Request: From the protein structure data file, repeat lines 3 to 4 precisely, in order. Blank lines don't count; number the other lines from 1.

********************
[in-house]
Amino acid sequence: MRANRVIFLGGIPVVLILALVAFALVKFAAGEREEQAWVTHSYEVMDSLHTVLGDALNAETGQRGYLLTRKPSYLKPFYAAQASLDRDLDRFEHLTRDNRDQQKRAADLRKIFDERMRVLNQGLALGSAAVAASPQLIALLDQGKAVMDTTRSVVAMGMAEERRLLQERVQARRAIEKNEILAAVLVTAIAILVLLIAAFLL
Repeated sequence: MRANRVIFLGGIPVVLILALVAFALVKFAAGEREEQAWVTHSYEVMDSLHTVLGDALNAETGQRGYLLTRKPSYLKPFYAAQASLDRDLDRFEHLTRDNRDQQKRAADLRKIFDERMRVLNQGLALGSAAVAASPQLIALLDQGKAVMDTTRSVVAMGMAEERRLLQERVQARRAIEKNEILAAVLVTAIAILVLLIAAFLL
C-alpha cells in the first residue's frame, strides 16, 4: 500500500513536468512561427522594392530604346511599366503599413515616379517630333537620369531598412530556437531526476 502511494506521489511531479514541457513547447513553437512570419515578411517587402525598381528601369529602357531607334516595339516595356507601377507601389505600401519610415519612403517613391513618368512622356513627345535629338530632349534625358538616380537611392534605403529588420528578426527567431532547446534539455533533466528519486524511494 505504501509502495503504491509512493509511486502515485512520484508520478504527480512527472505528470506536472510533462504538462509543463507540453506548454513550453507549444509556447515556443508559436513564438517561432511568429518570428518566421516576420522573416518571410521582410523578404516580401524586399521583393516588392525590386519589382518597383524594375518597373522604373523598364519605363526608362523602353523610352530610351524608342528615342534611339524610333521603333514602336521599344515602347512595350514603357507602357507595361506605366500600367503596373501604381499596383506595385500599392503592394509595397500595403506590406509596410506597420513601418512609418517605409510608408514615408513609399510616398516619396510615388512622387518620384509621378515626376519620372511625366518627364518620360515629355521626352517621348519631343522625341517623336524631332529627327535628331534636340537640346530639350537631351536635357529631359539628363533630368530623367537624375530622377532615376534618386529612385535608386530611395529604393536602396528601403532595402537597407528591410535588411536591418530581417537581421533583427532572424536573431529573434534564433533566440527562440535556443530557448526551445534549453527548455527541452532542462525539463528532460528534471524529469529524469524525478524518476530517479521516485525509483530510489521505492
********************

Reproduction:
Repeated sequence: MRANRVIFLGGIPVVLILALVAFALVKFAAGEREEQAWVTHSYEVMDSLHTVLGDALNAETGQRGYLLTRKPSYLKPFYAAQASLDRDLDRFEHLTRDNRDQQKRAADLRKIFDERMRVLNQGLALGSAAVAASPQLIALLDQGKAVMDTTRSVVAMGMAEERRLLQERVQARRAIEKNEILAAVLVTAIAILVLLIAAFLL
C-alpha cells in the first residue's frame, strides 16, 4: 500500500513536468512561427522594392530604346511599366503599413515616379517630333537620369531598412530556437531526476 502511494506521489511531479514541457513547447513553437512570419515578411517587402525598381528601369529602357531607334516595339516595356507601377507601389505600401519610415519612403517613391513618368512622356513627345535629338530632349534625358538616380537611392534605403529588420528578426527567431532547446534539455533533466528519486524511494 505504501509502495503504491509512493509511486502515485512520484508520478504527480512527472505528470506536472510533462504538462509543463507540453506548454513550453507549444509556447515556443508559436513564438517561432511568429518570428518566421516576420522573416518571410521582410523578404516580401524586399521583393516588392525590386519589382518597383524594375518597373522604373523598364519605363526608362523602353523610352530610351524608342528615342534611339524610333521603333514602336521599344515602347512595350514603357507602357507595361506605366500600367503596373501604381499596383506595385500599392503592394509595397500595403506590406509596410506597420513601418512609418517605409510608408514615408513609399510616398516619396510615388512622387518620384509621378515626376519620372511625366518627364518620360515629355521626352517621348519631343522625341517623336524631332529627327535628331534636340537640346530639350537631351536635357529631359539628363533630368530623367537624375530622377532615376534618386529612385535608386530611395529604393536602396528601403532595402537597407528591410535588411536591418530581417537581421533583427532572424536573431529573434534564433533566440527562440535556443530557448526551445534549453527548455527541452532542462525539463528532460528534471524529469529524469524525478524518476530517479521516485525509483530510489521505492